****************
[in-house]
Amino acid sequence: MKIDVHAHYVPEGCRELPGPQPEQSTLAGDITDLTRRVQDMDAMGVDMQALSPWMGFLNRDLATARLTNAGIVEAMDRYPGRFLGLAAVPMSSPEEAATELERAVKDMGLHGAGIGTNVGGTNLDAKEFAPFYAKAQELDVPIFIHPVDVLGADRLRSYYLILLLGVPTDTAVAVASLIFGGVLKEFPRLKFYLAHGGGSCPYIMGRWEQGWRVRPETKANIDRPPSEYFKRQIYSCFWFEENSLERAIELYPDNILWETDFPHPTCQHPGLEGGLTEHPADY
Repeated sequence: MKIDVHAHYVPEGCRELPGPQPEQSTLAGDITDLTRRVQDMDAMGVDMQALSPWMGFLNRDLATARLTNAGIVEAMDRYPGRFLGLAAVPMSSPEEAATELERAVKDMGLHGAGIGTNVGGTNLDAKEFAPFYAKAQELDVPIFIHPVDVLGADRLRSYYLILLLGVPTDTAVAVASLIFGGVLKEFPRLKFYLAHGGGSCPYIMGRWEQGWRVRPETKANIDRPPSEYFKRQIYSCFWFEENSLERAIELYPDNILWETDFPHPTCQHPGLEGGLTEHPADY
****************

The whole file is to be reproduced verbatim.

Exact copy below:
[in-house]
Amino acid sequence: MKIDVHAHYVPEGCRELPGPQPEQSTLAGDITDLTRRVQDMDAMGVDMQALSPWMGFLNRDLATARLTNAGIVEAMDRYPGRFLGLAAVPMSSPEEAATELERAVKDMGLHGAGIGTNVGGTNLDAKEFAPFYAKAQELDVPIFIHPVDVLGADRLRSYYLILLLGVPTDTAVAVASLIFGGVLKEFPRLKFYLAHGGGSCPYIMGRWEQGWRVRPETKANIDRPPSEYFKRQIYSCFWFEENSLERAIELYPDNILWETDFPHPTCQHPGLEGGLTEHPADY
Repeated sequence: MKIDVHAHYVPEGCRELPGPQPEQSTLAGDITDLTRRVQDMDAMGVDMQALSPWMGFLNRDLATARLTNAGIVEAMDRYPGRFLGLAAVPMSSPEEAATELERAVKDMGLHGAGIGTNVGGTNLDAKEFAPFYAKAQELDVPIFIHPVDVLGADRLRSYYLILLLGVPTDTAVAVASLIFGGVLKEFPRLKFYLAHGGGSCPYIMGRWEQGWRVRPETKANIDRPPSEYFKRQIYSCFWFEENSLERAIELYPDNILWETDFPHPTCQHPGLEGGLTEHPADY